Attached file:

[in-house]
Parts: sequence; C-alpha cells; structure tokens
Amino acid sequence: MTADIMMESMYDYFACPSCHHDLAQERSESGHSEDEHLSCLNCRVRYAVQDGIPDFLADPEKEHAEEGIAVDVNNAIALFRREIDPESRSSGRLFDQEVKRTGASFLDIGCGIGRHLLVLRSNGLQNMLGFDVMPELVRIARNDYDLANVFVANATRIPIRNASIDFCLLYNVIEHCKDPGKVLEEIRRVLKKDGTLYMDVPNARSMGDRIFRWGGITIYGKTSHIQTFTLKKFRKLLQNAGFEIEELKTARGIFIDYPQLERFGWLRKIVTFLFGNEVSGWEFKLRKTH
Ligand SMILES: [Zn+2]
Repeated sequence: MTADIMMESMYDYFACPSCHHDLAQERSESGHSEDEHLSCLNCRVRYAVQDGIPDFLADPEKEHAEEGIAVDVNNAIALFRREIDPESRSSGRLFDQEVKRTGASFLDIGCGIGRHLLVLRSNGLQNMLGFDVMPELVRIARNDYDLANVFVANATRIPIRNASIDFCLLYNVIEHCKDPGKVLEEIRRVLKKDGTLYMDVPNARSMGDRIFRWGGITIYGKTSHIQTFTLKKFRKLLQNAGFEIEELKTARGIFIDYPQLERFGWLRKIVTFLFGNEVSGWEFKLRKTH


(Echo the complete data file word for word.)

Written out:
[in-house]
Parts: sequence; C-alpha cells; structure tokens
Amino acid sequence: MTADIMMESMYDYFACPSCHHDLAQERSESGHSEDEHLSCLNCRVRYAVQDGIPDFLADPEKEHAEEGIAVDVNNAIALFRREIDPESRSSGRLFDQEVKRTGASFLDIGCGIGRHLLVLRSNGLQNMLGFDVMPELVRIARNDYDLANVFVANATRIPIRNASIDFCLLYNVIEHCKDPGKVLEEIRRVLKKDGTLYMDVPNARSMGDRIFRWGGITIYGKTSHIQTFTLKKFRKLLQNAGFEIEELKTARGIFIDYPQLERFGWLRKIVTFLFGNEVSGWEFKLRKTH
Ligand SMILES: [Zn+2]
Repeated sequence: MTADIMMESMYDYFACPSCHHDLAQERSESGHSEDEHLSCLNCRVRYAVQDGIPDFLADPEKEHAEEGIAVDVNNAIALFRREIDPESRSSGRLFDQEVKRTGASFLDIGCGIGRHLLVLRSNGLQNMLGFDVMPELVRIARNDYDLANVFVANATRIPIRNASIDFCLLYNVIEHCKDPGKVLEEIRRVLKKDGTLYMDVPNARSMGDRIFRWGGITIYGKTSHIQTFTLKKFRKLLQNAGFEIEELKTARGIFIDYPQLERFGWLRKIVTFLFGNEVSGWEFKLRKTH